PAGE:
This is a tale of how a modern crisis can strike your company at any time, with no warning, and without you having any responsibility or even tangential relationship to the stuff hitting the fan.
Thanks to my partner Rick Lyke in EMA’s Charlotte office for flagging this one.
It seems that Smithfield’s Chicken ‘N Bar-B-Q is a popular chain of restaurants based in Smithfield, NC., not far from the great burgh of Wilson. The company never endorsed chef-turned-castoff Paula Deen. She may have eaten at a Smithfield’s, and promoted its food genre generally, but she was never the company’s spokesperson.
That was Smithfield Foods, the pork producer in Smithfield, VA, which recently dropped that sponsorship after she admitted flights of racist joke telling and using ethnic epithets.
Holy Switchup, Batman, they think you’re me!
As Lauren K. Ohnesorge wrote in The Charlotte Business Journal, angry Deen fans didn’t pause or pull their posts to make the distinction. The restaurant chain suddenly faced a negative social media frenzy caused by Deenatics that it had no role in.
Richard Averitte, operations director for the casual eatery, wants to make that clear, Ohnesorge reported.
“It’s funny — I guess people have really embraced her, because these messages are a lot more … I don’t want to say venomous, but a lot more intense,” Averitte said.
This is not a crisis anyone could prepare for, but you should plan for it generically. “What ifs” have legitimacy in the crisis management context. Airlines know planes will crash; car companies know recalls will occur; doctors know patients will sue them for malpractice. They may not know when or why or by whom, but preparation for the inevitable is only smart.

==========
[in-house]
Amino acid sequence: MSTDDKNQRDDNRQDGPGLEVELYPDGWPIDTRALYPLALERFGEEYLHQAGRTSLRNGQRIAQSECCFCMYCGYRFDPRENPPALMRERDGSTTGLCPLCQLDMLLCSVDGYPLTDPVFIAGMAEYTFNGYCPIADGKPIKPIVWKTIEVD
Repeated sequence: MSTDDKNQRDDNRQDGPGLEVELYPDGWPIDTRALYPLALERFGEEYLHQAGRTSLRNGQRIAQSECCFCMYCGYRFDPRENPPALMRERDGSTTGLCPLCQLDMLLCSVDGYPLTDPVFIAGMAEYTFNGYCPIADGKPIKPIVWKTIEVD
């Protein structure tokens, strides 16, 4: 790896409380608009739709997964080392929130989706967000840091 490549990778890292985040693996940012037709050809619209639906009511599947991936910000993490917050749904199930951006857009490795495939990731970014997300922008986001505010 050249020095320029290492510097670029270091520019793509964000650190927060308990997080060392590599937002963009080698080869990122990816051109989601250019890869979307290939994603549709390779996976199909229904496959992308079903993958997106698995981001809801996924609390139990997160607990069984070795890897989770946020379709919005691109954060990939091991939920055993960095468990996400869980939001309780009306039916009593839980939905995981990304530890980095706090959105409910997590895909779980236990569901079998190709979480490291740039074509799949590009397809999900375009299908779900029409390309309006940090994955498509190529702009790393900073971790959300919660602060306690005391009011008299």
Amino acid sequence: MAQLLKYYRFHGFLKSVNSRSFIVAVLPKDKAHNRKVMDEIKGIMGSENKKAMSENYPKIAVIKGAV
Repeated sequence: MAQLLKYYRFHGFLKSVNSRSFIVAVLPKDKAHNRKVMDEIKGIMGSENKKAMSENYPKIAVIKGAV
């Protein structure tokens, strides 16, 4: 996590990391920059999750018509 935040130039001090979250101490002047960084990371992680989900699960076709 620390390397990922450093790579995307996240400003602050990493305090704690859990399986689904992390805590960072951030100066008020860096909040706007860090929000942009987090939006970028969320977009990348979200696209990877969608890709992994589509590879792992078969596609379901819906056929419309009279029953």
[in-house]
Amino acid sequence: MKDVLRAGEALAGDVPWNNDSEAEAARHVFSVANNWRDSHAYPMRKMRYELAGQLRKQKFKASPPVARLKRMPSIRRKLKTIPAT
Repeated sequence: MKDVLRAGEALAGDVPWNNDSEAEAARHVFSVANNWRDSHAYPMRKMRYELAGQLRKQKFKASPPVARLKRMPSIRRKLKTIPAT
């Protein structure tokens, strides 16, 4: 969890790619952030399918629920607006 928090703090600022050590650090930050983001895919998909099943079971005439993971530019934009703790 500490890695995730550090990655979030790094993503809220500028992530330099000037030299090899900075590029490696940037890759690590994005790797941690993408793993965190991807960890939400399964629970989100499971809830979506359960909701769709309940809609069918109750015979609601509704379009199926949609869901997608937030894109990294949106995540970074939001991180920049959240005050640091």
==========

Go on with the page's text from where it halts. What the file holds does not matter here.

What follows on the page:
And, like the NC Smithfield’s, it’s possible to turn a negative positive. Averitte is personally responding to each individual who erroneously linked the company to Deen’s exit.
CBJ reported that his clarification on Facebook is the most-shared and most-liked Facebook post in the company’s history. And to think I was just in North Carolina and didn’t stop at a Smithfield’s. Next time.
The content of this blog is about crisis management and mismanagement in a digital age. It originates with Steve Bell, who spent 30 years as a journalist for the Associated Press and in four top editor positions at The Buffalo News. He is now Partner/Director of Public Affairs at Eric Mower + Associates, one of the nation’s largest independent advertising, integrated marketing and public relations agencies, with seven offices in the Northeast and Southeast. Learn more about EMA at http://www.mower.com. Steve’s blog is based on his own opinions and does not represent the views or positions of Eric Mower + Associates.